IT’S the day we never thought would come – but it has – and the job is now done.
Those were the words of former Barraba Shire Council mayor and former Tamworth Regional councillor Shirley Close yesterday, as the $15.2 million Split Rock Dam to Barraba pipeline was officially opened.
As rain poured down on the once dry and desolate town on the outer reaches of Tamworth Regional Council, representatives from all three tiers of government came together with the people of Barraba and district to mark the occasion.
A ceremonial gold standpipe in Queen St was the focus of attention and umbrellas were hastily found to shelter NSW Deputy Premier Andrew Stoner, Nationals Senator John Williams and Tamworth mayor Col Murray as they turned the tap and let the water flow before the flurry of photographers’ flashes.
About 150 people attended the pipeline’s official opening in a marquee in the town’s main street, which was blocked off for the occasion.
Cr Murray spoke of the “great example of what can be achieved when the three tiers of government work together”.
“It was less than three years ago when council, the NSW government and the Australian government came together to fund the pipeline,” Cr Murray said.
“Now there is a 27.2km pipeline capable of bringing four megalitres of water – or more than three Olympic-sized swimming pools – every day to Barraba households and businesses from the dam at Upper Manilla.”
Mr Stoner admitted his theft of 1980s TV show The A-Team’s catchcry when he said: “I love it when a plan comes together.”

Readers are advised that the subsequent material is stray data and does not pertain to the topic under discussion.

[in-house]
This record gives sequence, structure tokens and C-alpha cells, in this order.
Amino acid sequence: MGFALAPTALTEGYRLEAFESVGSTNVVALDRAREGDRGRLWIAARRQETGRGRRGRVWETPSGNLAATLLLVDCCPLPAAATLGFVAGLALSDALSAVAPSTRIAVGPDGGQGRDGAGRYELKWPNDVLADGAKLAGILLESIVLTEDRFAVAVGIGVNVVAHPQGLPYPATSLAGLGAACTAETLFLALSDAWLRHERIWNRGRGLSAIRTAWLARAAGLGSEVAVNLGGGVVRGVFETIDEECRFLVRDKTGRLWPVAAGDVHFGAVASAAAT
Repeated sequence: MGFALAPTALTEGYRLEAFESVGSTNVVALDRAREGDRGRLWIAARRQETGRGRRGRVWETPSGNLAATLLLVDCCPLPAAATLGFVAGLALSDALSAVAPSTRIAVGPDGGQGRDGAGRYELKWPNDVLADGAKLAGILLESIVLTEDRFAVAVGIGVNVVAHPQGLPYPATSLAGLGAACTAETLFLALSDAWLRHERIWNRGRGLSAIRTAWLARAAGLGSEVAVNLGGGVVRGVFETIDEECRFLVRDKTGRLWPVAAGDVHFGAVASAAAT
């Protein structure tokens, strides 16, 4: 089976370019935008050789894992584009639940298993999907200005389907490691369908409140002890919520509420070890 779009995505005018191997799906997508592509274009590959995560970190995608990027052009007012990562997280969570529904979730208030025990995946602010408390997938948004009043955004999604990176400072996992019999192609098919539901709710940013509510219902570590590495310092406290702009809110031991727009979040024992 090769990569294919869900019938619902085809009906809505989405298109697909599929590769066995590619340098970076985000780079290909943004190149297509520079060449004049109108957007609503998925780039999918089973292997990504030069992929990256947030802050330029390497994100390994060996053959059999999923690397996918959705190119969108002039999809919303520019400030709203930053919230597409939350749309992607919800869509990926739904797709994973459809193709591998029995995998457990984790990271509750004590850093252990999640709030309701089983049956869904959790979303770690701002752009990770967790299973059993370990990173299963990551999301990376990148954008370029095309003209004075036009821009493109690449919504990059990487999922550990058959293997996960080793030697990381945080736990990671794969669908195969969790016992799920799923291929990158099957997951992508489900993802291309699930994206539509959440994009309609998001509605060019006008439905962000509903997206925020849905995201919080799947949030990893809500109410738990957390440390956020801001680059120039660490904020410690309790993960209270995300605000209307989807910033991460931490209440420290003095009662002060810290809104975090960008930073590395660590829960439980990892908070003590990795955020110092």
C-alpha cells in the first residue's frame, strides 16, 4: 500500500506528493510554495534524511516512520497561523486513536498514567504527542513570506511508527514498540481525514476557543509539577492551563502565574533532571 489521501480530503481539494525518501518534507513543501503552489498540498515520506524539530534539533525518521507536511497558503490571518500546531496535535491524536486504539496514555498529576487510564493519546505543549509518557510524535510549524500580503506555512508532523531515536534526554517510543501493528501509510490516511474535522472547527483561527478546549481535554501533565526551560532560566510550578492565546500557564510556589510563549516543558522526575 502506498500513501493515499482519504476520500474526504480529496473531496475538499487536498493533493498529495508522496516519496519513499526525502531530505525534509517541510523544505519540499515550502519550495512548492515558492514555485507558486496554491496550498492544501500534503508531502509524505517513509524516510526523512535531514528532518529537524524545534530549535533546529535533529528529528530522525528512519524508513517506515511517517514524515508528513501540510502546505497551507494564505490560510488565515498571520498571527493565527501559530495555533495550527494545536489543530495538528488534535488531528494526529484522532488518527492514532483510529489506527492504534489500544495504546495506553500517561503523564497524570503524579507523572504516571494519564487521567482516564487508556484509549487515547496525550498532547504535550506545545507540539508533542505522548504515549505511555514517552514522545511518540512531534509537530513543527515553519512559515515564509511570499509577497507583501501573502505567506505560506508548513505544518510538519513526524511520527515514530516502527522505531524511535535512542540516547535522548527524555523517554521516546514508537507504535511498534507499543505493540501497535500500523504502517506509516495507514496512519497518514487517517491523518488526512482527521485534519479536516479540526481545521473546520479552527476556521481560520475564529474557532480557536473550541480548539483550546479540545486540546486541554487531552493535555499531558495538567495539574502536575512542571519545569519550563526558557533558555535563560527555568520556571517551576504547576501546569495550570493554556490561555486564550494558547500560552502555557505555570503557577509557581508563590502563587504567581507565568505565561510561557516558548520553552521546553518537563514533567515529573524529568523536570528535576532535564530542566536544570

The deputy premier said he was aware of Barraba’s water woes even before Tamworth MP Kevin Anderson got in his ear, “nagging” to get funds for the pipeline.
“In the 21st century in one of the most developed countries in the world, it was ridiculous that a regional community like Barraba didn’t have access to secure, high-quality water in sufficient quantity to ensure continued growth of the community,” Mr Stoner said.
“The thing that really pleases me in the way the plan came together is the co-operation of three levels of government – and we even got some spare change, thanks to the good project management of Tamworth Regional Council.”
Representing member for New England Barnaby Joyce was Nationals Senator John Williams, who, before relaying Mr Joyce’s message, graciously acknowledged former New England MP Tony Windsor, “who backed this project all the way through”, and his wife, Lyn. In his letter, Mr Joyce stressed the importance of investing in infrastructure to secure a town’s future prospects and his passion for the treechange concept. “I get very annoyed when I hear complaints about the price of houses in Sydney. If they’re worried about houses being too dear there, they should move out into the country – if people move out to where houses are affordable, industry will move out and jobs and opportunities will be created,” he said in the letter.